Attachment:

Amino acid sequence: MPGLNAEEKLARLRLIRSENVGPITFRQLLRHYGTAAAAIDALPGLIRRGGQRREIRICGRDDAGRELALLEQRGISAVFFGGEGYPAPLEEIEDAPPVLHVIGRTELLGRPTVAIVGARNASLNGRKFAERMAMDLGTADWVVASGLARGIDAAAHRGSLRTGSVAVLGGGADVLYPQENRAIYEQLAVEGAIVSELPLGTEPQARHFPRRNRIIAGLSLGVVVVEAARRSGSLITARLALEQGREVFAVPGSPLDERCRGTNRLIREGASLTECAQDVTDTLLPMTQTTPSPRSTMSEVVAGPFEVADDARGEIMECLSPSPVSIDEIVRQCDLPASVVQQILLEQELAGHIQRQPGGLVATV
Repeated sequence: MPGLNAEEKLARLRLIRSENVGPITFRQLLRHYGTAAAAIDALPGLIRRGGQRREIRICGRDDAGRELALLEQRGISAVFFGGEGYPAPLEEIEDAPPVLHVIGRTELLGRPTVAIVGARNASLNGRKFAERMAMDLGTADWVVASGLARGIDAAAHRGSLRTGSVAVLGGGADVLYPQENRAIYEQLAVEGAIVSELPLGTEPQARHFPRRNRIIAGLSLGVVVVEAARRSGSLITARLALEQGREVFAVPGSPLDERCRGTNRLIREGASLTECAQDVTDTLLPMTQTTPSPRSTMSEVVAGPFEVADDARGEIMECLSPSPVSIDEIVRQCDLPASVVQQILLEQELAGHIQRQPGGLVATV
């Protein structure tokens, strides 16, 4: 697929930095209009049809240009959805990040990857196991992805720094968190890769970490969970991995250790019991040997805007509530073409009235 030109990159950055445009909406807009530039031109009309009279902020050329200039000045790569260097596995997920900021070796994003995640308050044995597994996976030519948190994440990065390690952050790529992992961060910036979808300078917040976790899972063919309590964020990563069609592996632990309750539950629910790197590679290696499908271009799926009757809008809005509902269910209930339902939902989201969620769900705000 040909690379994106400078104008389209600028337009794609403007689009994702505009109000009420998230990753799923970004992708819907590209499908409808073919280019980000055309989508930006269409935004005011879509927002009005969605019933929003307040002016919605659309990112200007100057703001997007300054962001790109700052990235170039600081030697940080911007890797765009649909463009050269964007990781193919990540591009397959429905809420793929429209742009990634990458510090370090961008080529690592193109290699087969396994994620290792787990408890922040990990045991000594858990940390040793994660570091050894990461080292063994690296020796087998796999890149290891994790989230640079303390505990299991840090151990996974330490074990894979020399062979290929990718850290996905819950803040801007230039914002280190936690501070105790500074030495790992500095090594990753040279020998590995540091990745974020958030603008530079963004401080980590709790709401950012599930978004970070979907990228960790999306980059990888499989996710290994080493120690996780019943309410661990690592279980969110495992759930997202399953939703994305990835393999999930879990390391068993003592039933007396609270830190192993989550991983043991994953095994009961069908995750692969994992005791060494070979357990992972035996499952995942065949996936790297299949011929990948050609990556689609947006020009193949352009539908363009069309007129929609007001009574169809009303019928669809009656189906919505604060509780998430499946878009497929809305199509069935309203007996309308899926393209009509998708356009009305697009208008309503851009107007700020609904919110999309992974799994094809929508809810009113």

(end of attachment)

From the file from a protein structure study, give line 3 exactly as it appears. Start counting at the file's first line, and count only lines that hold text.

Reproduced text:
């Protein structure tokens, strides 16, 4: 697929930095209009049809240009959805990040990857196991992805720094968190890769970490969970991995250790019991040997805007509530073409009235 030109990159950055445009909406807009530039031109009309009279902020050329200039000045790569260097596995997920900021070796994003995640308050044995597994996976030519948190994440990065390690952050790529992992961060910036979808300078917040976790899972063919309590964020990563069609592996632990309750539950629910790197590679290696499908271009799926009757809008809005509902269910209930339902939902989201969620769900705000 040909690379994106400078104008389209600028337009794609403007689009994702505009109000009420998230990753799923970004992708819907590209499908409808073919280019980000055309989508930006269409935004005011879509927002009005969605019933929003307040002016919605659309990112200007100057703001997007300054962001790109700052990235170039600081030697940080911007890797765009649909463009050269964007990781193919990540591009397959429905809420793929429209742009990634990458510090370090961008080529690592193109290699087969396994994620290792787990408890922040990990045991000594858990940390040793994660570091050894990461080292063994690296020796087998796999890149290891994790989230640079303390505990299991840090151990996974330490074990894979020399062979290929990718850290996905819950803040801007230039914002280190936690501070105790500074030495790992500095090594990753040279020998590995540091990745974020958030603008530079963004401080980590709790709401950012599930978004970070979907990228960790999306980059990888499989996710290994080493120690996780019943309410661990690592279980969110495992759930997202399953939703994305990835393999999930879990390391068993003592039933007396609270830190192993989550991983043991994953095994009961069908995750692969994992005791060494070979357990992972035996499952995942065949996936790297299949011929990948050609990556689609947006020009193949352009539908363009069309007129929609007001009574169809009303019928669809009656189906919505604060509780998430499946878009497929809305199509069935309203007996309308899926393209009509998708356009009305697009208008309503851009107007700020609904919110999309992974799994094809929508809810009113």